They've been more forthcoming than I thought, most of them at least. Lucky introduced me to his son Levi, who also has the condition. Neither of them has any idea what pain feels like and Lucky can't even tell the difference between hot and cold. He said he once scalded his face boiling a lobster because he didn't know to pull back when opening the pot. He says every man in his family has had it. I met Levi's wife Grace, who says she can take more pain than most people but still knows what it feels like. I hope for her sake that she's telling the truth, because she's about nine months pregnant and I don't have the resources to administer an epidural out here. I guess I'm a real country doctor now, on call for late night deliveries and chainsaw mishaps.
There are at least two other pregnant women on the island right now, so I'm making a note to figure out how high their pain tolerances are, so I know if I need to have more drugs sent out. Everything comes on the ferry, including all of Lucky's stock. He told me he just sells first aid kits but can order other medical supplies if I need. I get the impression Lucky and a lot of the other old timers don't see much use in doctors. Still, he's been perfectly nice to me. I think he likes having fresh blood on the island. After I met Levi and checked on Grace's unborn baby, Lucky invited me out to the porch and treated me to some of his homemade moonshine. The liquor made him talkative, so I asked a few more questions. I got some more info about his experiences living as what the islanders call “a deadskin." He told me some gory anecdotes about uncles and grandfathers who lived and died without ever knowing physical pain.
I asked him about the beach on the other side of the island. He told me it's some sort of federally protected migratory bird area. No one is allowed there.
Eventually I got up the courage to ask him about the church thing. He said people on the island are "too old-fashioned for that." I took that to mean that they believe spiritual education still has to happen in the home, which makes me feel even more like I'm practicing in some quaint pastoral village.
I couldn't figure out how to ask about the missing cemetery, though.
June 12
I've given up on holding myself to the standard of daily writing, so I'm just going to update this journal every time I feel like there's something worth sharing. I feel a lot better to be away from the city, but I'm still having that hair dream. Even Lucky’s hooch can’t save me from that demon. Oh well.
I've completed the first significant milestone of my research. I managed to get a medical questionnaire distributed to all the households on the island, so I now have a breakdown of just how pervasive congenital analgesia is on Peaudorag. The results don't sound fascinating unless you're me or someone like me, but I'm including them here anyway because the only people I can imagine reading this journal are me in the future and, less likely, some medical biographer posthumously documenting my groundbreaking work.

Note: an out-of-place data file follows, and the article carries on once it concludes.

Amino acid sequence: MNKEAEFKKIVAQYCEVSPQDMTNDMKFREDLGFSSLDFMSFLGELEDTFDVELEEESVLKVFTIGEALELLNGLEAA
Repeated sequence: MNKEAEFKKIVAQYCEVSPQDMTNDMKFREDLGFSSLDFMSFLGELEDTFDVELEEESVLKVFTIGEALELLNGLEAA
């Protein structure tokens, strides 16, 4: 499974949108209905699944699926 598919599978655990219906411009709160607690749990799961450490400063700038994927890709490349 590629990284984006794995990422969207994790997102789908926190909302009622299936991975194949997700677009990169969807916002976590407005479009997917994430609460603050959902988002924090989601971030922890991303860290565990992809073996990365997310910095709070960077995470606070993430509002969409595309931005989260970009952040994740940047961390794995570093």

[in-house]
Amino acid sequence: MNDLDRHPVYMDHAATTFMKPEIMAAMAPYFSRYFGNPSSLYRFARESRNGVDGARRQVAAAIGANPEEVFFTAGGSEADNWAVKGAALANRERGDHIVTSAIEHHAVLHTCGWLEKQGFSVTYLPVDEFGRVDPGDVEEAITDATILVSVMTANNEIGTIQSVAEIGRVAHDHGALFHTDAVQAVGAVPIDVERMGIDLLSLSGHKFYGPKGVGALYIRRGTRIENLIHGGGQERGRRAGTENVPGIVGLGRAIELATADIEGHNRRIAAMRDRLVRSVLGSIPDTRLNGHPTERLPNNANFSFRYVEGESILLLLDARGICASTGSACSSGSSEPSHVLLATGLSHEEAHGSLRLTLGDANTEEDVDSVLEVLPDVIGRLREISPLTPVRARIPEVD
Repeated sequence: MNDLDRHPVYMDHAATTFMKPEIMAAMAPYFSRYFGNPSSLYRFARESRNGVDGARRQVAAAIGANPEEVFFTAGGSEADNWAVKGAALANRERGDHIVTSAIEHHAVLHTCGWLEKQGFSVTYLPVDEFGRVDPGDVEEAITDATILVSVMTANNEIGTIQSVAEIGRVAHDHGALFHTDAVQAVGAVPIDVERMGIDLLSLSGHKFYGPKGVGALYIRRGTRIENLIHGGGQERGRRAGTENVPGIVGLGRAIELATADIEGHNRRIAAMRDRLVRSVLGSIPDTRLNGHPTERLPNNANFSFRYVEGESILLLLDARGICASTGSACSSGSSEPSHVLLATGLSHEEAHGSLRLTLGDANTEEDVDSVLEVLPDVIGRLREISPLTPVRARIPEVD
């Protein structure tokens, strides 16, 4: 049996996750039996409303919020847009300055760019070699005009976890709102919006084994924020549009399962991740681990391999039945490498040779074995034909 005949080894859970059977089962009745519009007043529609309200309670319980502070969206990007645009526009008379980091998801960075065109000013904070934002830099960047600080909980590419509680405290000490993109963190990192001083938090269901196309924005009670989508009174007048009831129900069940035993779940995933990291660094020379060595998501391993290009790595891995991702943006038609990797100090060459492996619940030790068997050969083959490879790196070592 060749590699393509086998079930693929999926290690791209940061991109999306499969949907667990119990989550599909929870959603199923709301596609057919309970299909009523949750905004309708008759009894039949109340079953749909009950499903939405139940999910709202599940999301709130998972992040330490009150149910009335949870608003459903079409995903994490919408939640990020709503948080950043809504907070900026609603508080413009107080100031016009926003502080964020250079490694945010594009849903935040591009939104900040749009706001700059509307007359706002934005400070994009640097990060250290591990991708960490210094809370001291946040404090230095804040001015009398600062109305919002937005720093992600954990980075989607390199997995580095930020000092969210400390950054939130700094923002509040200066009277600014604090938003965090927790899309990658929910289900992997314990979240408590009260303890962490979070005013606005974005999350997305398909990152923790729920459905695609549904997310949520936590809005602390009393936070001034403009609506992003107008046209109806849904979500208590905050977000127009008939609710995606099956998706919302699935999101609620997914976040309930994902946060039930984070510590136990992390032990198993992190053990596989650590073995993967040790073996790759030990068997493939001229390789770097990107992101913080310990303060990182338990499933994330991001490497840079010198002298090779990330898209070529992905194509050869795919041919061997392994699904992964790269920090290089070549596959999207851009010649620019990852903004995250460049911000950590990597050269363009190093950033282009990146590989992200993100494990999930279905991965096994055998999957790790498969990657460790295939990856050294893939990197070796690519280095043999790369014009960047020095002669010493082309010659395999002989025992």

Peaudorag Island
Population: 892 Residents with some form of congenital analgesia: 214 (24%) Residents with total or near-total analgesia: 45 (5%) Residents with total analgesia and at least some insensitivity to temperature: 9 (1%)
Those numbers are crazy interesting. The only other case study I have to compare Peaudorag to is Vittangi, a village in northern Sweden with a similar population. Relatively speaking, Peaudorag has about the same percentage of people with absolutely no sense of pain as Vittangi has with any incidence of the condition, roughly 5% in both cases. That means that almost five times as many people have the condition here than in Vittangi. Of course, that word "in some form" runs the gamut from people like Grace who might take an extra second to recoil from touching a hot pan to people like Lucky who probably didn't notice he lost his leg until he looked down. Still, it's a huge number comparatively.
The question isn't what's causing the congenital analgesia; the question is what's magnifying it to this degree. My working theory is that there's some environmental influence. The air is pretty clean, and the water seems fine, but people eat a lot of fish out here. The way the American and Canadian governments treat this corner of the Atlantic as an industrial waste bin, who knows what's been accumulating and biomagnifying in their Sunday dinner? Some of my colleagues back at RHF think it's due to the shallow gene pool, but I got the impression from Lucky that people always make sure they're not too closely related before marrying. He took a bit of offense to the question too. Probably tired of everyone from the city thinking he's an inbred hick.
I'm hoping to further interview those I've turned up with the condition, but I'm worried they'll start to think I'm here more to study them than to help. We'll see.
Something else happened that I can't explain. I was behind Grace and Levi in line at Lucky’s and I saw that Levi's right pinkie finger was tied off, almost like a tourniquet. It wasn't injured, but it was turning a dangerous shade of purple. They walked out before I could ask, but I told Lucky he should talk to his son about it. A few more days and that finger could die. He said he'd talk to Levi, but I can't stop thinking about it. Even if he couldn't feel it, he must have been able to see it. Besides, it was knotted tightly and deliberately with what looked like fishing wire. Nothing about it squared with my understanding of reality, but I suppose that's true of a lot of my time on this island. They're an odd folk, but I'm growing to feel at home here.